That is why every professional sporting team needs a Ned Coten. The superstars will always receive the most attention, mainly from all the sports nuts like me. But what about the other kids? The ones that may have nothing more than passing interest in sport. They can’t be forgotten. What if there is a young Nat Fyfe or a young David Warner, and that one gesture makes them pick up a footy or a cricket bat for the first time?

The next time basketball season came around, my sister played her one and only season of ‘mini’-ball. Now, I can’t say she chose to play because of what Ned did, but I can’t say it had nothing to do with it either.

By the way, if you want to see a truly awesome/cringeworthy basketball promotional video that features Ned, Crawford, Tiny Pinder, Mike Ellis and the rest of the 1989 Wildcats. Check out the Wildcats Rap below. You’re welcome.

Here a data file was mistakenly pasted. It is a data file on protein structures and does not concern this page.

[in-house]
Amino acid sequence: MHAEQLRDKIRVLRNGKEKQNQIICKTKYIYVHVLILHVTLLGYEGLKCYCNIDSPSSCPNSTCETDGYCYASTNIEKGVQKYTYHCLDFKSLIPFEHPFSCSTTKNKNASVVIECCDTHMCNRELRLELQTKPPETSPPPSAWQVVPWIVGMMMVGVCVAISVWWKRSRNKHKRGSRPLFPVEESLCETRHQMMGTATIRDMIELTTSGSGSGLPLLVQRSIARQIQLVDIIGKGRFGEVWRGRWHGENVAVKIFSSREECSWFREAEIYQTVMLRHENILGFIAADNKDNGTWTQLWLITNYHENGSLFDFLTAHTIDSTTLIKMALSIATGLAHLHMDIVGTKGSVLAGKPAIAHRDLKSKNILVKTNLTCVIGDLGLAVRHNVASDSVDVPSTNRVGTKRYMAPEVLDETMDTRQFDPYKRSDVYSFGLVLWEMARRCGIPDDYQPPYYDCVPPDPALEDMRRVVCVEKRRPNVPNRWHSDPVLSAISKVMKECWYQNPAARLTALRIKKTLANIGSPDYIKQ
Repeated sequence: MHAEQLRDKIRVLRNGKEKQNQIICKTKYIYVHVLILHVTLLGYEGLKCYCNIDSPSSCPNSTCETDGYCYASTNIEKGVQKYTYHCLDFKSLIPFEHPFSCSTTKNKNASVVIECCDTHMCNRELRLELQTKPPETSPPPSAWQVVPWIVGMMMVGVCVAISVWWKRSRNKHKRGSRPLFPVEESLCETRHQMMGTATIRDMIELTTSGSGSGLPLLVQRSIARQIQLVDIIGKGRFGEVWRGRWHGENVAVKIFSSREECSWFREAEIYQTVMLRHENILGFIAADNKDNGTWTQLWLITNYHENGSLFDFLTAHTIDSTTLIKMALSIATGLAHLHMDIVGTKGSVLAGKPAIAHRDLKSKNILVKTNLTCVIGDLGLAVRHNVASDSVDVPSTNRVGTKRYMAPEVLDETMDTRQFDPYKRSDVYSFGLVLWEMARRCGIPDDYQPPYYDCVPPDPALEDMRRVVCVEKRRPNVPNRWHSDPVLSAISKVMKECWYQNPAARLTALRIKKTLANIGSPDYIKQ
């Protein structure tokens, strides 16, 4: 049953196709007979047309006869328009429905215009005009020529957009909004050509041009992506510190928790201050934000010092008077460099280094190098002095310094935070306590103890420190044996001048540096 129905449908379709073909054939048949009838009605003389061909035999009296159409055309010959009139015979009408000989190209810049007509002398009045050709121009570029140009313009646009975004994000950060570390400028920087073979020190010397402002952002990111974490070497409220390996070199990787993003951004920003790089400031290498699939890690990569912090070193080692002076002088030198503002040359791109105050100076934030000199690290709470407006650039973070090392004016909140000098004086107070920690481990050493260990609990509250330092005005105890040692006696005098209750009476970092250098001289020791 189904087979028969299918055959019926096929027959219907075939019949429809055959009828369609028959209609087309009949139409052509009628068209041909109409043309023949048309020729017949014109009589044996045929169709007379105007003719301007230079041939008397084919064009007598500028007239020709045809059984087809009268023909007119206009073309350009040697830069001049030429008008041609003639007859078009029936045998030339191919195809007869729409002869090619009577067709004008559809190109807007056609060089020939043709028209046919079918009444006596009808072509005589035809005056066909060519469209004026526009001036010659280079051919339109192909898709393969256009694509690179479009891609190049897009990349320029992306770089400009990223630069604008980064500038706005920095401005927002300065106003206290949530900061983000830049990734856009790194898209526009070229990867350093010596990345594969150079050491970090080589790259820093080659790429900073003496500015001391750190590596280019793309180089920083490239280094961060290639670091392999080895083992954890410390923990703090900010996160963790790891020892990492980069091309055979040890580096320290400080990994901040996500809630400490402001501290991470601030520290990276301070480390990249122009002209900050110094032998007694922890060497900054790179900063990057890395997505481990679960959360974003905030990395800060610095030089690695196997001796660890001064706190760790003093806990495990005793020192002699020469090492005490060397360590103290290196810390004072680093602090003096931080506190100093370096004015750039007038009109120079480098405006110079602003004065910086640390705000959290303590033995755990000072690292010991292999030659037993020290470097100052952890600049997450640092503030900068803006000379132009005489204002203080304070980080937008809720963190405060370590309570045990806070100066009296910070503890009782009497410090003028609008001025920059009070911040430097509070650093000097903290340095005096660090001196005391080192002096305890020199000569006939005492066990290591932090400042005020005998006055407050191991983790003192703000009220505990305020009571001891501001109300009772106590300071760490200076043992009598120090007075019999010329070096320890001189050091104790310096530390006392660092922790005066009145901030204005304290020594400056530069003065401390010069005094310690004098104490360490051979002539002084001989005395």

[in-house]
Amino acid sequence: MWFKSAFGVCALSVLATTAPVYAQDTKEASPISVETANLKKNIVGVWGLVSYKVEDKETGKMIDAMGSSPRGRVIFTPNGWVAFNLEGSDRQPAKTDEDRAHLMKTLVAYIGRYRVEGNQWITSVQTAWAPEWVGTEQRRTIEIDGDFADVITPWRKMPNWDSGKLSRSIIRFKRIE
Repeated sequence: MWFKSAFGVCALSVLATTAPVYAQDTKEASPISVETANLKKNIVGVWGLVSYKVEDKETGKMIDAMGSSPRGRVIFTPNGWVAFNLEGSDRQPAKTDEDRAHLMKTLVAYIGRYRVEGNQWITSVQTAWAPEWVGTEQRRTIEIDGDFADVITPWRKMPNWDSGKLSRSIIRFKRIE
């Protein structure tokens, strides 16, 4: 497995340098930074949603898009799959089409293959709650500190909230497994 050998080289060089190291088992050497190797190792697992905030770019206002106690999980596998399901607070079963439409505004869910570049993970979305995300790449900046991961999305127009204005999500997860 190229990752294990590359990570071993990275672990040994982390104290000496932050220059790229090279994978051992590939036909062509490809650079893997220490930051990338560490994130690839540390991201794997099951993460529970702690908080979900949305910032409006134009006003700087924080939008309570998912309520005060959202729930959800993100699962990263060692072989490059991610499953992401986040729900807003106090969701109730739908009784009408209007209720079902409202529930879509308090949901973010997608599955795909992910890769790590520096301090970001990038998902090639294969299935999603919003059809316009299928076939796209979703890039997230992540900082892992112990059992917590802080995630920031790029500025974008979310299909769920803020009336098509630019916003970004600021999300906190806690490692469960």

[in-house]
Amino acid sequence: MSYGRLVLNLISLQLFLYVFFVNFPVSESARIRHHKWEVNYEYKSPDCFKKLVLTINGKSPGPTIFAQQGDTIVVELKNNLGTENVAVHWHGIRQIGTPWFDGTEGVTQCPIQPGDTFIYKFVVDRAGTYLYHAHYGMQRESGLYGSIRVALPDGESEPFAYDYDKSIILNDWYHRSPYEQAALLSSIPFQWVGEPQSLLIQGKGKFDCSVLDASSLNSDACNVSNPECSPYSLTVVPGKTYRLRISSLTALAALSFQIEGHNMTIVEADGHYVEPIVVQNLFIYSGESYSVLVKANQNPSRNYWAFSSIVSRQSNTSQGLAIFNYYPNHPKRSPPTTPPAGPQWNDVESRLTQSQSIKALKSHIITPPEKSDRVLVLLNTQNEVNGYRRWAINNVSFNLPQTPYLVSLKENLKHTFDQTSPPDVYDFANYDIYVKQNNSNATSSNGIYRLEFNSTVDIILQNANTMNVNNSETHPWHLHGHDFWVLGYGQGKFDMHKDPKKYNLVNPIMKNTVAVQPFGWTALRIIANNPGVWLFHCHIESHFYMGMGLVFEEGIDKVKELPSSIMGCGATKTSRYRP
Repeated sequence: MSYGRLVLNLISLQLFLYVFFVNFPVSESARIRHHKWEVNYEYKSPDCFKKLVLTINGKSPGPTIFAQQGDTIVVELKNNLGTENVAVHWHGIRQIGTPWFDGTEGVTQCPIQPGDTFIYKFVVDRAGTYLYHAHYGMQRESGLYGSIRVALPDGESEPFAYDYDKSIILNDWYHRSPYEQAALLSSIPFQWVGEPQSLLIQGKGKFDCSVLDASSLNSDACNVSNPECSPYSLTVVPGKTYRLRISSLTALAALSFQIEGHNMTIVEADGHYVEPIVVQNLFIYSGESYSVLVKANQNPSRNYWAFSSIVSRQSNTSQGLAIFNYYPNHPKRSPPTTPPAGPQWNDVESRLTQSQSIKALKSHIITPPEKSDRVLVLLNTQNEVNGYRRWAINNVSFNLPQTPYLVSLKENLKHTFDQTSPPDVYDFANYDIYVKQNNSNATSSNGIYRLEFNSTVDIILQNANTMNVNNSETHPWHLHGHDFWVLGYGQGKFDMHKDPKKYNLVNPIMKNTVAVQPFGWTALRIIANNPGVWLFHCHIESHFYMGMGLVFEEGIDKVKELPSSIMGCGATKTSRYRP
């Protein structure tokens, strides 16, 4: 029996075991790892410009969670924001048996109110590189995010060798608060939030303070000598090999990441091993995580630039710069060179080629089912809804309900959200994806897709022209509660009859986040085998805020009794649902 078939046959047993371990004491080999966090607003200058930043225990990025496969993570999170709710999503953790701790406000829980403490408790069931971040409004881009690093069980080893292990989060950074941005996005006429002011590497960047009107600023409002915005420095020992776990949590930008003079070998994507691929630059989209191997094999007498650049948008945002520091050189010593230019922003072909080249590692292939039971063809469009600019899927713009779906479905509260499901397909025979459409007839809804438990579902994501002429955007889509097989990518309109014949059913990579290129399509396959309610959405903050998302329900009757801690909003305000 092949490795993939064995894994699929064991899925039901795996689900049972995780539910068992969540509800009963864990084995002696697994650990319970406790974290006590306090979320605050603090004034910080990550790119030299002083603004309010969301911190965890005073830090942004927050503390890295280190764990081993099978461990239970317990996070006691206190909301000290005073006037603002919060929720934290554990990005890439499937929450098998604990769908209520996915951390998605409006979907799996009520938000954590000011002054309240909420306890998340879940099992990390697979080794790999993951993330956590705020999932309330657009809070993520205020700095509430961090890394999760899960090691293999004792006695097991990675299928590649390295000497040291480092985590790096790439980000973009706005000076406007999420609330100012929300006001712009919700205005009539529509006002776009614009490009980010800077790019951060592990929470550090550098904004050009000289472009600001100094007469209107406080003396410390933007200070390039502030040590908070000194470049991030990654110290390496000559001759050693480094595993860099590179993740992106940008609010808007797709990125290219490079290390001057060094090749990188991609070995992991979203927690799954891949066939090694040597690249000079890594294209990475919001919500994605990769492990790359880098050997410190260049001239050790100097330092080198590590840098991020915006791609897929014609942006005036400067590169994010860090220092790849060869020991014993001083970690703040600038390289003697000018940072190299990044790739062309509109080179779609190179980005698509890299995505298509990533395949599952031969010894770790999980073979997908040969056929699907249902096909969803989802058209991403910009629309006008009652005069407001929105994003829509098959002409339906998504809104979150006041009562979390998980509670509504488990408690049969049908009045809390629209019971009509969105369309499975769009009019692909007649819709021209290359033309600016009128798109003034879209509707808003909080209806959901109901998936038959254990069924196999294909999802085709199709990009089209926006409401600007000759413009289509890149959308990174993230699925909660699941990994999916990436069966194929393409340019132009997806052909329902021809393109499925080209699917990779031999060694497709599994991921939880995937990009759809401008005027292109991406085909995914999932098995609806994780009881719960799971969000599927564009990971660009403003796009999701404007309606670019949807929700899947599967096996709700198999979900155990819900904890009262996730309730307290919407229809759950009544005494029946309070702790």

Let me give you another example of how a small gesture can make a lasting impact.

In 1988, Dad took me to my first West Coast Eagles game. I remember it vividly because I was that excited in the morning before we left for Perth that I vomited my breakfast up. There was much discussion between Mum and Dad as to whether I was sick, and if the trip should be called off. That just got me even more upset, and I vomited again. In the end, it was decided that it was pure nervous excitement that caused my stomach woes, and off we went.